Till CRM 2011 we used to use Xrm.page.getControl(“grid”) to get a grid control available on form and perform any runtime activity like changing the view/query, etc. Also we were required to write the complete script on OnLoad even of form and add a timeout till the subgrid is loaded as subgrids are loaded asynchronously after the form is loaded. There was no way we can have a trigger on load of a subgrid till CRM 2015 Update 1. What we used to do is explained in older post here.
But with CRM 2015 update 1, we now have an option to execute scripts when data is loaded in subgrids. Because of which we are not required to have any timeout added in the script and iterate it till the data is loaded into subgrid.
With addition on GridControl.addOnLoad method, we can now add event handler for OnLoad event of subgrid which is more reliable than the form OnLoad event for form with a timeout. This event will get triggered whenever data is bound to a subgrid.
The steps to add this event is not similar to adding a form OnLoad event (from form customization popup), the way to add it is by invoking it using a code from other events (e.g. form OnLoad) by making use of GridControl.addOnLoad method. Similarly, use GridControl.removeOnLoad to remove event handlers.
I’m not an expert in SQL Server and related stuff like replication but recently faced an issue with simple solution deployment in CRM 2011.
I was trying to deploy an unmanaged solution consisting of Contact entity where I had created a new custom field. When I tried to import the solution, the solution import used to fail without any specific error even in the downloaded log. All components used to process successfully with only Root Components status as unprocessed where the import used to fail.
Then I tried to create the field manually by customizing the entity. When I tried to create a new field, I used to get SQL Server error. The log here too had not much helpful information.
These error messages occurs when SQL Replication is enabled for Microsoft Dynamics CRM databases and you attempt to insert into a text, ntext, or image column that is published in a replication article.
In this case, you get below error.
System.Data.SqlClient.SqlException (0x80131904): Length of LOB data (14349284) to be replicated exceeds configured maximum 65536.
Below article describes the resolution for it.
‘max text repl size’, 14349284
In few cases, above resolution didn’t worked for me. The only way that we could figure of was to import the solution by un-publishing the related replication articles and then publishing.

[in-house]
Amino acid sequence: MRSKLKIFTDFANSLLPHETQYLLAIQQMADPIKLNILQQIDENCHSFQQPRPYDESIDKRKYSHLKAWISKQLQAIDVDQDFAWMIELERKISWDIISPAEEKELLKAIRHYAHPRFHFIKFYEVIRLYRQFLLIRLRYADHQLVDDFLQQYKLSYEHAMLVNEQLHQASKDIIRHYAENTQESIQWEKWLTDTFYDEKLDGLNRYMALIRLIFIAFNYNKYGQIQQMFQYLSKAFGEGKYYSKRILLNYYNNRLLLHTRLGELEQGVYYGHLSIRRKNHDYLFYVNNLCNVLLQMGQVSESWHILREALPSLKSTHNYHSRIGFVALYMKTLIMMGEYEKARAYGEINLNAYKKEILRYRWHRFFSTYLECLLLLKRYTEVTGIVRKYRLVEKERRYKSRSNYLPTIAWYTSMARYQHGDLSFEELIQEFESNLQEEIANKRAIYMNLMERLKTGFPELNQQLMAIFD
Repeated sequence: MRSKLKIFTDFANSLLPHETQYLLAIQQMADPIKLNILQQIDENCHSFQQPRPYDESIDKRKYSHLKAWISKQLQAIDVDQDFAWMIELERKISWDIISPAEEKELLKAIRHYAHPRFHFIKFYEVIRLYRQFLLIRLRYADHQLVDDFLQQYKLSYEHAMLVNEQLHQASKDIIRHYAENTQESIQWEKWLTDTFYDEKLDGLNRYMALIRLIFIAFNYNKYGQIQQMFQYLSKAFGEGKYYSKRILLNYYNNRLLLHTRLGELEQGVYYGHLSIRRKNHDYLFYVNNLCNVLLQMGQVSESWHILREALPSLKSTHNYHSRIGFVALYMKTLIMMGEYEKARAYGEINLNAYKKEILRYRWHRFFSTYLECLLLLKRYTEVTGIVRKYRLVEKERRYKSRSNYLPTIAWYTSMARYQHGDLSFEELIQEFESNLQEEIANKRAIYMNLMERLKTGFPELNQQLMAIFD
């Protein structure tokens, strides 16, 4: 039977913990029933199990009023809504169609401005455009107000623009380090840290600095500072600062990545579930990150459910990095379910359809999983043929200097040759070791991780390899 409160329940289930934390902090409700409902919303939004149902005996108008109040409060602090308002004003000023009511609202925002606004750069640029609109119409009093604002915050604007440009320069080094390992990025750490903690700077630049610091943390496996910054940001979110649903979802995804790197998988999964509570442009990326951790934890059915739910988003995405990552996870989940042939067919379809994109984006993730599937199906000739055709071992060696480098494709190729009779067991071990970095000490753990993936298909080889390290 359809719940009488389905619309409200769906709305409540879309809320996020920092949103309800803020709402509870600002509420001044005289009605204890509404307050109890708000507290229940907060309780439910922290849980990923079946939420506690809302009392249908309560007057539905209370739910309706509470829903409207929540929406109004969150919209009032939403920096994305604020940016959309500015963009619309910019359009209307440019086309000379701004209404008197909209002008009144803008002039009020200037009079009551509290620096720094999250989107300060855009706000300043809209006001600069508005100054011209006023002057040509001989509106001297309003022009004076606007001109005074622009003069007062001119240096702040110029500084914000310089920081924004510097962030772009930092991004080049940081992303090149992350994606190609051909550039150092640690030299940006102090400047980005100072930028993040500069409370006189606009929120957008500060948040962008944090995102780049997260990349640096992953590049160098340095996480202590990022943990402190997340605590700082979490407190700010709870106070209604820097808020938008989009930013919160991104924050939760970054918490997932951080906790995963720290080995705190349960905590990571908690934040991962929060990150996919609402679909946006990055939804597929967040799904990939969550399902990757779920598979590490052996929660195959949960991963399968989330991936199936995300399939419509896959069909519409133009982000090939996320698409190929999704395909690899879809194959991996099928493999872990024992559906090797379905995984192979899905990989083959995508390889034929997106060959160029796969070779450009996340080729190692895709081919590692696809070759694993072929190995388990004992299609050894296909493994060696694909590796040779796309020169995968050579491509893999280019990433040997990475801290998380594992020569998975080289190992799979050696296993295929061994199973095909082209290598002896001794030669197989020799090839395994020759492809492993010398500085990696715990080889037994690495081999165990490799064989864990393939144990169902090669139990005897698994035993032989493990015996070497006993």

Note: This is all about UNSUPPORTED database level updates. These kind of updates are not recommended (unless you are left with no options).
Though any kind of database level updates are not recommended in CRM, there are scenarios where we are required to do so. I had one such requirement where I was required to perform a simple update (setting two options field value to Yes) for millions of records. Doing same using a supportive way (bulk update or bulk workflow execution) used to take days due to CRM service calls but same updates using SQL script was done in few hours.
I had auditing enabled for these records in CRM, but as this was unsupported db level update I was not expecting any help from audit history. What was expected form auditing was either of below:
- Change track as new update request in audit history. (If there is any kind of trigger return at db level to maintain auditing)
- No updates at all in audit history. (Assuming auditing are maintained by some kind of workflow/plugin that trigger at UI level)
Unfortunately, none of this happened and what happened was not at all audit friendly or expected. This is what happened:
The change made by SQL script was tracked at create event itself in audit history. But only the field value change was tracked and not the change date/time. The change date/time was still showing when the record was created.
Though these kind of changes are not recommended, but I still feel that in some cases these are required and this behavior of auditing will affect the consistency. I feel that things should be either completely baked or not baked at all than having them half baked. But again this is only what I feel. J
I created a Contact record on 7/6/2015 at 11:52 AM with ‘First R~~~~~ Created’ set to ‘No’. Audit history shows something like below.
Now on 7/6/2015 at 12:00 Noon, I update the value for ‘First R~~~~~ created’ to ‘Yes’ using a database level update script. Ideally there should have been a new entry made in audit log to track this change and there should be no change made to existing audit history records. But CRM updates the changed value in create event itself without even tracking the change time.
Hope this helps and thanks if you have come all the way down here reading the article.
I have an OOB workflow process developed some time back and activated. Now when I try to open the process, I get generic CRM error (below image). Also the process status is changed to “Draft” automatically. There were no updates made to the process.